On Pesach, then, the contradictory motifs of affliction and freedom meld together.

And that’s because these motifs aren’t contradictory. Why not? Because Egyptian affliction, like the Holocaust, granted us certain strengths and “freedoms.”

The Egyptians destroyed our families. They threw our babies into the Nile.[10] And they confined men to labor camps, thereby sundering them from their wives.[11] All that loss made us more appreciative of family – which prompted us to invest more in family.

In addition, the impossible Egyptian slavery forced us to muster latent strengths. That empowered us by showing us just how strong we really were.

As well, our Egyptian suffering sparked contemplation. And that ignited a search for meaning and a religious awakening.

There’s a message here for all of us as we reflect back on life before, during and after Covid.

In our pre-Covid lives, we may not have appreciated a good standard of living – because we wanted an extraordinary one. We may have fretted over the vicissitudes of normal marriage and children-rearing – because we wanted ever perfect, ever pliant spouses and children. And we may have overlooked the spiritual because we focused on the material.

The pandemic, though, through it’s challenges may have unearthed – at least for a period – certain relationship and spiritual bounties.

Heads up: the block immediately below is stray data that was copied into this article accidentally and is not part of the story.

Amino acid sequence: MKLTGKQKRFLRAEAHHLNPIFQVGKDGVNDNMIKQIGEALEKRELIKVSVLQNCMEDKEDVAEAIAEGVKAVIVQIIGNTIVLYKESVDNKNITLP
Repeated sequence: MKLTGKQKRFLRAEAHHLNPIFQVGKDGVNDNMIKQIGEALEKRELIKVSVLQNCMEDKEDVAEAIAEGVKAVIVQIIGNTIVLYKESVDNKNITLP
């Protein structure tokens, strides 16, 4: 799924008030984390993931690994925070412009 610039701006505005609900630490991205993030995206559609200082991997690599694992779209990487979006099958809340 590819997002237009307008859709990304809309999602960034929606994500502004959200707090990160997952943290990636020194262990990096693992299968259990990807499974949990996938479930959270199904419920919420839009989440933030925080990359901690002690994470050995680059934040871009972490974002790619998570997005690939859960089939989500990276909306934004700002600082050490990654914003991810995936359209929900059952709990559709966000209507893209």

Those bounties, if nurtured, can remain with us.

If they do remain with us, then living post-pandemic won’t just be about being freed from the pandemic.

It will also be about being freed by the pandemic.

[1] Dr. William Helmreich, “Against All Odds: Holocaust Survivors and the Successful Lives They
Made in America,” Simon & Schuster, 1992; Dr. William Helmreich Don’t Look Back: Holocaust
Survivors in the U.S., Jerusalem Letters of Lasting Interest, Oct. 1 1991

[2] As of 1991, 11 percent of the survivors were divorced vs. 18 percent of American-raised Jews.

[3] Devarim 16:3

[4] Pesachim 115b, Sifri 130. Although see a differing, more positive reading in Gemara there.

[5] Sforno, Chizkuni Ad loc.

[6] Netziv ad loc.

[7] Shemos 12:39

[8] The Pesach Haggadah’s reason for marror.

[9] The Spanish Chachamim quoted by Ibn Ezra, Peirush HaAruch, Shemos 12:8

[10] Shemos 1:22

[11] Sotah 11b